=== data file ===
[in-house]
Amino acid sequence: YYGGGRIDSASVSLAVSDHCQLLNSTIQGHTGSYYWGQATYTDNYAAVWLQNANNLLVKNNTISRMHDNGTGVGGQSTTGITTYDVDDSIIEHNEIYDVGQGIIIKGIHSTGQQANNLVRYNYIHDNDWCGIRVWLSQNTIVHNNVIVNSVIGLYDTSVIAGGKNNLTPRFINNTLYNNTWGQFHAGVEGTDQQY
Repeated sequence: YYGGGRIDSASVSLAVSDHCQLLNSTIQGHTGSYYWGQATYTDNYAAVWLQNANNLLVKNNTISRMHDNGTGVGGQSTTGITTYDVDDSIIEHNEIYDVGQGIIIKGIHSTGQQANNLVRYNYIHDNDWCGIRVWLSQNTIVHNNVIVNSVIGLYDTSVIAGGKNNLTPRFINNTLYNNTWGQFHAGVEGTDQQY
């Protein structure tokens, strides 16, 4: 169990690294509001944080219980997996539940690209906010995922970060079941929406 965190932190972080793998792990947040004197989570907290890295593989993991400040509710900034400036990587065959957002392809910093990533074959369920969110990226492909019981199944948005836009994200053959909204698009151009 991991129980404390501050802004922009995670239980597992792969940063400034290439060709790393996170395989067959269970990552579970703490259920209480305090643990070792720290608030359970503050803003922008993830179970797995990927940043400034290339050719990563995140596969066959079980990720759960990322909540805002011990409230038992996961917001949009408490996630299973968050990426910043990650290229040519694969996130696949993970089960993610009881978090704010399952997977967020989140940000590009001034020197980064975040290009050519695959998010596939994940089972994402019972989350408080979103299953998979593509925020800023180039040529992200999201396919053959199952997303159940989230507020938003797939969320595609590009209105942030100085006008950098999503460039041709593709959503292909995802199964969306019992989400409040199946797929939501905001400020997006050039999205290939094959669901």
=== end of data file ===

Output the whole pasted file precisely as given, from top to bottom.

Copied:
[in-house]
Amino acid sequence: YYGGGRIDSASVSLAVSDHCQLLNSTIQGHTGSYYWGQATYTDNYAAVWLQNANNLLVKNNTISRMHDNGTGVGGQSTTGITTYDVDDSIIEHNEIYDVGQGIIIKGIHSTGQQANNLVRYNYIHDNDWCGIRVWLSQNTIVHNNVIVNSVIGLYDTSVIAGGKNNLTPRFINNTLYNNTWGQFHAGVEGTDQQY
Repeated sequence: YYGGGRIDSASVSLAVSDHCQLLNSTIQGHTGSYYWGQATYTDNYAAVWLQNANNLLVKNNTISRMHDNGTGVGGQSTTGITTYDVDDSIIEHNEIYDVGQGIIIKGIHSTGQQANNLVRYNYIHDNDWCGIRVWLSQNTIVHNNVIVNSVIGLYDTSVIAGGKNNLTPRFINNTLYNNTWGQFHAGVEGTDQQY
């Protein structure tokens, strides 16, 4: 169990690294509001944080219980997996539940690209906010995922970060079941929406 965190932190972080793998792990947040004197989570907290890295593989993991400040509710900034400036990587065959957002392809910093990533074959369920969110990226492909019981199944948005836009994200053959909204698009151009 991991129980404390501050802004922009995670239980597992792969940063400034290439060709790393996170395989067959269970990552579970703490259920209480305090643990070792720290608030359970503050803003922008993830179970797995990927940043400034290339050719990563995140596969066959079980990720759960990322909540805002011990409230038992996961917001949009408490996630299973968050990426910043990650290229040519694969996130696949993970089960993610009881978090704010399952997977967020989140940000590009001034020197980064975040290009050519695959998010596939994940089972994402019972989350408080979103299953998979593509925020800023180039040529992200999201396919053959199952997303159940989230507020938003797939969320595609590009209105942030100085006008950098999503460039041709593709959503292909995802199964969306019992989400409040199946797929939501905001400020997006050039999205290939094959669901």